As we talked, she gathered some branches, some wet driftwood, and set it afire by the sea with a scratched chrome zippo lighter that she pulled out of the chest pocket of her jacket.
Ms. Lady Smokehead: "What kind of music do you like?"
Me: "I am a bit of an insomniac. Late at night I read and usually have some melancholic/pensive music playing, stuff like REM's Bang and blame or Drive while trying to figure out what the hell Michael Stipe is saying."
Ms. Lady Smokehead: "I listen to Bowie's All the Young Dudes. It sums up who I am."
I nodded, not really understanding what she meant, and unsure if I wanted to hear her particular existential explanation. I suspected it might be painful for her to relate. Some things are better left unsaid.
She reminded me of a youthful Francoise Hardy. Fragile, slightly damaged, but rub beneath the surface and there is a hard, unyielding and beautiful diamond of a soul. I was attracted to her like a moth to a flame.
She leaned in, like a black cat stretching, for a kiss.
A kiss of sweet peat, but thin with a hints of water, chimney smoke, soot and ginger root. Young. Not complex. Pleasant nevertheless.
A dusting of pretzel salt, seaweed, brine, drying, warmth before the bonfire smoke takes over.
We got back on her bike and rode to a gas station. I paid for the gas. $50. She dropped me off at the same street corner, and I never saw her again.
Ms. Smokehead was hard to explain. I like her, what little of her I got to know. She was an expensive date and left me somehow dissatisfied with her or was it with me? But, for someone new to Islay courtship, Ms. Smokehead provided a smooth and intriguing introduction. I like her.
Not sure, my friends agree. They mostly think her Islay girlfriends like Ms. White Horse and Ms. Black Bottle are a lot more fun and lot less expensive to date. For me, sometimes I just don't believe the geography of the heart can be broken down in economic terms. I like her and will probably call on her again.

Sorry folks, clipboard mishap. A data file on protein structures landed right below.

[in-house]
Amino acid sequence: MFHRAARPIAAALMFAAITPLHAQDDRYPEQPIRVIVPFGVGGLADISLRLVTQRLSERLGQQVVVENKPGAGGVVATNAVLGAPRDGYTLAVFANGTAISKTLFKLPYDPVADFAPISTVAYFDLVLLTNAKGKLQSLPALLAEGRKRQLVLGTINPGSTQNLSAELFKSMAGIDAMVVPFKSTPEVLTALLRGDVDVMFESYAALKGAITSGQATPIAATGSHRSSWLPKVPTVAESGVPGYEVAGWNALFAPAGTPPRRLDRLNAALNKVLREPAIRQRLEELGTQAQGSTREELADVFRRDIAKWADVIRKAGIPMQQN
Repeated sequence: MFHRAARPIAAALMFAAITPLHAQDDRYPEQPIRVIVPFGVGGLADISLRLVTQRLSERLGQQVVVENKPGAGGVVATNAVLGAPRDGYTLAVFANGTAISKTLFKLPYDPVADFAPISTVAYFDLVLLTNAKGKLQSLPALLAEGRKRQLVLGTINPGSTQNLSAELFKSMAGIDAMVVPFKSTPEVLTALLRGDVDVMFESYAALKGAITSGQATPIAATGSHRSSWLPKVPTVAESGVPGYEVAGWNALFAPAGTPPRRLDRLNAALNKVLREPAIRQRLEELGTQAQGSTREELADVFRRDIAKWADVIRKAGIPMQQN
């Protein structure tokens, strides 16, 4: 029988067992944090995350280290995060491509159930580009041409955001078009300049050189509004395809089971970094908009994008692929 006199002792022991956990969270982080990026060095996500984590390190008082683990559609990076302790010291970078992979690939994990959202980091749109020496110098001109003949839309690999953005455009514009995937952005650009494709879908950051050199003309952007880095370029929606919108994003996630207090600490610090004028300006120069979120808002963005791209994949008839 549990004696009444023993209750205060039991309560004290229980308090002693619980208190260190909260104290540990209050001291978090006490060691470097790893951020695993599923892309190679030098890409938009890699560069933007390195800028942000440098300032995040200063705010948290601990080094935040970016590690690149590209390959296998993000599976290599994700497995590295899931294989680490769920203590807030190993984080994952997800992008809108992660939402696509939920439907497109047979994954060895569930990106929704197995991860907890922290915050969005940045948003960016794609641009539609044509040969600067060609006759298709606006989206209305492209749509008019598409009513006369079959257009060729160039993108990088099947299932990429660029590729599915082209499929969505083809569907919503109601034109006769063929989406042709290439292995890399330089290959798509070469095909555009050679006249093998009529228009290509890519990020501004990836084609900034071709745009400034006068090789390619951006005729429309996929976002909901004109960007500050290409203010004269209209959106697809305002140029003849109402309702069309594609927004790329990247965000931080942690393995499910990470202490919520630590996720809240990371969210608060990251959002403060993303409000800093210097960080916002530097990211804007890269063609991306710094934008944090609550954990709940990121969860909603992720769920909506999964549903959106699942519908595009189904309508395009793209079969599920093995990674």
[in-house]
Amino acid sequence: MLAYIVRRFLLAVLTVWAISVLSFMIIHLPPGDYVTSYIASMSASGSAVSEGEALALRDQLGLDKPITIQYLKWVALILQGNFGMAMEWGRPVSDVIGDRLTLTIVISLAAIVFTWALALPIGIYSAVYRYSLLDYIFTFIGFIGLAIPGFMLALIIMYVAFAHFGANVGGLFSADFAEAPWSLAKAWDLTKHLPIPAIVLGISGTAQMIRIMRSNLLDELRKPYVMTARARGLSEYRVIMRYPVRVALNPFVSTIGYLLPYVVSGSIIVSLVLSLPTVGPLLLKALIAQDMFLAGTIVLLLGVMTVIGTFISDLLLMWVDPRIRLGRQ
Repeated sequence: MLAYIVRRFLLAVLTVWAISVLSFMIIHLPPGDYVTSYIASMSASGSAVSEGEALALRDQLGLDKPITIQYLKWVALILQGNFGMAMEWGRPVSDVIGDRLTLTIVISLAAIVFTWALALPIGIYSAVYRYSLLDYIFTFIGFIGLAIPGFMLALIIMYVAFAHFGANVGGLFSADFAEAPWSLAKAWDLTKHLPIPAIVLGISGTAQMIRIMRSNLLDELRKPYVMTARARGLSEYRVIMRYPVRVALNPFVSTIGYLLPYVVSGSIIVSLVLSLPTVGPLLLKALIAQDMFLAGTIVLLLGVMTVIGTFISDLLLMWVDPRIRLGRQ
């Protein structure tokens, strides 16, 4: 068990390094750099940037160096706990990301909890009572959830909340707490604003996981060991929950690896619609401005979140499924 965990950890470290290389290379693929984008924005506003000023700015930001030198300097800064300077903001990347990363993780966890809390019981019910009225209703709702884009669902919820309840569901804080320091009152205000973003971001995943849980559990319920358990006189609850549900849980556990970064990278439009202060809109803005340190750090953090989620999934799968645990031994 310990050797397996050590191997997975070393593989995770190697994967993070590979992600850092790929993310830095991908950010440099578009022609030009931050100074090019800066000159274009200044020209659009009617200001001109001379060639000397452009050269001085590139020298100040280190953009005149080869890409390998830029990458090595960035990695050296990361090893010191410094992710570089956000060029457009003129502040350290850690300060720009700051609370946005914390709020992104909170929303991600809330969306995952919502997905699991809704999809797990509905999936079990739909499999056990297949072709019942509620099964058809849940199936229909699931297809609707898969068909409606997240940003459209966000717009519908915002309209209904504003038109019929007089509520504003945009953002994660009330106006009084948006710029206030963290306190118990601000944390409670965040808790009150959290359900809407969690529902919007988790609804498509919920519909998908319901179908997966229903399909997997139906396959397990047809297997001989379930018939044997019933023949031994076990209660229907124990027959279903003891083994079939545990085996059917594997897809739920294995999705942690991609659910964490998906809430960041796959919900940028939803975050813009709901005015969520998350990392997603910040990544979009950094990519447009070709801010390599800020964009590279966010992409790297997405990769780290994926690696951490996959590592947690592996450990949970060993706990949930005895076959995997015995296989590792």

P.S. Unfamiliar with the music of Francoise Hardy? Check out Tous les garcons et les filles on You Tube.
Copyright © Jason Debly, 2009-2012. All rights reserved. Any and all use is prohibited without permission except for photography not by the writer. Photo credites: (1) image belongs to owners of www.catholicmingle.com/; (2) My Online Dating Consultant image uploaded by Flickr member Mike Muson; (3) Smokehead bottle pic by yours truly; (4) "Close-up of a lit 1968 Slim Model Zippo lighter" photograph taken by David J. Fred and is made available by him via a Creative Commons licence; (5) Photograph of Francoise Hardy astride a mid-60's Honda. Credit: Hulton Archives: Getty Images; (6) Another close-up photograph of Smokehead bottle and packaging taken by the author. . Note: All images appearing in this article are for the purposes of nostalgia, education and entertainment. Moreover, all images used are considered by the author to be significant in illustrating the subject matter, facilitating artistic/critical commentary, as it provides an immediate relevance to the reader more capably than the textual description.